Slight return


It took me about an hour to get home from the office this evening; I hailed a taxi as soon as I got out onto the street, I arrived at Victoria station with three minutes before my train pulled out, and I got picked up at the other end a minute after the train had deposited me in Beckenham. Even with such an efficient movement across the city, it still took me an hour. Then again, when I lived in London it would take me an hour to cycle home. Or an hour in a car. Or an hour and a bit to run. It’s like London is a chronological vortex, where no matter how you travel through it, it will always take the same time to traverse your route.

That meant that I didn’t get out for a run until 9:30 this evening. In Singapore, I’ve got used to black skies, the sun vanishing shortly after 7pm. In Beckenham, on a cold, clear night, with the sky still a magical deep blue rather than a sweaty orange or gloomy black, I felt like I was in a very strange place. I didn’t understand why there was so much space, why the buildings were all so low, and especially why it was so cold.

I’d forgotten about the cold. Before I went out, I went through the hamper of sports gear I’d left at my parents’ house, and it was almost all cold weather gear: thick gloves, extra heavy lycra tights, layer upon layer of thermal clothing. I risked going for a run in skimpy shorts I bought in Hong Kong, and just two t-shirts. I didn’t feel cold until I got home, when my shoulders and neck began to protest. I’m not sure if it was from being crunched over a laptop all day, or because the cold weather was making my body seize up and refuse to work for me. I used to suffer a lot with aches and pains when I ran in England. I suppose I still do sometimes in Singapore, but that feeling that your body is rebelling against you just because it’s too damn cold is something I’d forgotten about. The cold, dense air is full of delicious oxygen, there isn’t the stench of fried food but just the smell of flowers, and it’s altogether more pleasant in many ways to go for a run when you aren’t sweating through your eyeballs, but I’d forgotten all of that. I suppose it’s been a long time since I was last here.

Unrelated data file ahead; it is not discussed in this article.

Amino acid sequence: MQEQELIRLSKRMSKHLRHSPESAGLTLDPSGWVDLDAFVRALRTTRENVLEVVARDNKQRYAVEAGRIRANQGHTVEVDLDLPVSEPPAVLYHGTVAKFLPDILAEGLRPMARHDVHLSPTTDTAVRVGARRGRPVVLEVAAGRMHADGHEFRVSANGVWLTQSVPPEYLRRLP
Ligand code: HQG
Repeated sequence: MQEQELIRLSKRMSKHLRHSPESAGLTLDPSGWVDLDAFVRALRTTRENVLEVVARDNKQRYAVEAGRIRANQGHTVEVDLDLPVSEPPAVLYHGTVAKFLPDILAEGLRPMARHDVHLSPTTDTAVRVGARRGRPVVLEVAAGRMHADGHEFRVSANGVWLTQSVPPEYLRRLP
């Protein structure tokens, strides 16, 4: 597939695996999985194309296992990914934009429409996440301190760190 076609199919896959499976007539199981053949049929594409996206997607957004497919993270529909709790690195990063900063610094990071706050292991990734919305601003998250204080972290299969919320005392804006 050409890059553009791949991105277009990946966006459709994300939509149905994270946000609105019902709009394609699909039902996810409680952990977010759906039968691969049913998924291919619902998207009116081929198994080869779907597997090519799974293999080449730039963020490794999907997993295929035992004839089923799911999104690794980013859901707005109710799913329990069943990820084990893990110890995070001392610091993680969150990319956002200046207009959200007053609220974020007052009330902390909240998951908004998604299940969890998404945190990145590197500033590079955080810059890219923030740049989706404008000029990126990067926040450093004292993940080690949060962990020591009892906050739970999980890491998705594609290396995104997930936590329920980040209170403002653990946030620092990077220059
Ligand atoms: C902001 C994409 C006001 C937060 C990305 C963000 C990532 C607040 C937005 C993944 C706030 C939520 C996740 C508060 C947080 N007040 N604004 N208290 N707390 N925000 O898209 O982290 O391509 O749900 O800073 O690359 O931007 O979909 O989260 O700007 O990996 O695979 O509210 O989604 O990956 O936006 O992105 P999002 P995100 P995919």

I’d forgotten about the wheezing. I’d forgotten about the tiny pricking of needles against any parts of your body you’d left exposed to the chilly night air. I’d really, really forgotten how much my neck doesn’t like me going running in the cold, late at night. And I suppose I’d forgotten about how dark it gets on this side of the world. Before ten in the evening, houses are dark, there’s no massive spray of neon spurting into the sky. It feels like the suburbs of London are somewhere that you go to sleep.

Oh. That would be what a commuter dormitory is; acre upon acre of storage facility for businessmen and women to sleep in before they go back to their jobs in their offices again. I suppose I’ve got reverse culture shock, coming from a building full of shouting drunks eating fried rice at ten o’clock at night, screaming Asian cuckoos waking me up at 5 am, and then depressurising back in the old country. Like an angler fish raised up from the benthic depths into daylight, the change in pressure is too much, I’m about to explode.

Or I’m about to go to sleep. It’s been a long day. I’ve travelled for an hour you know.


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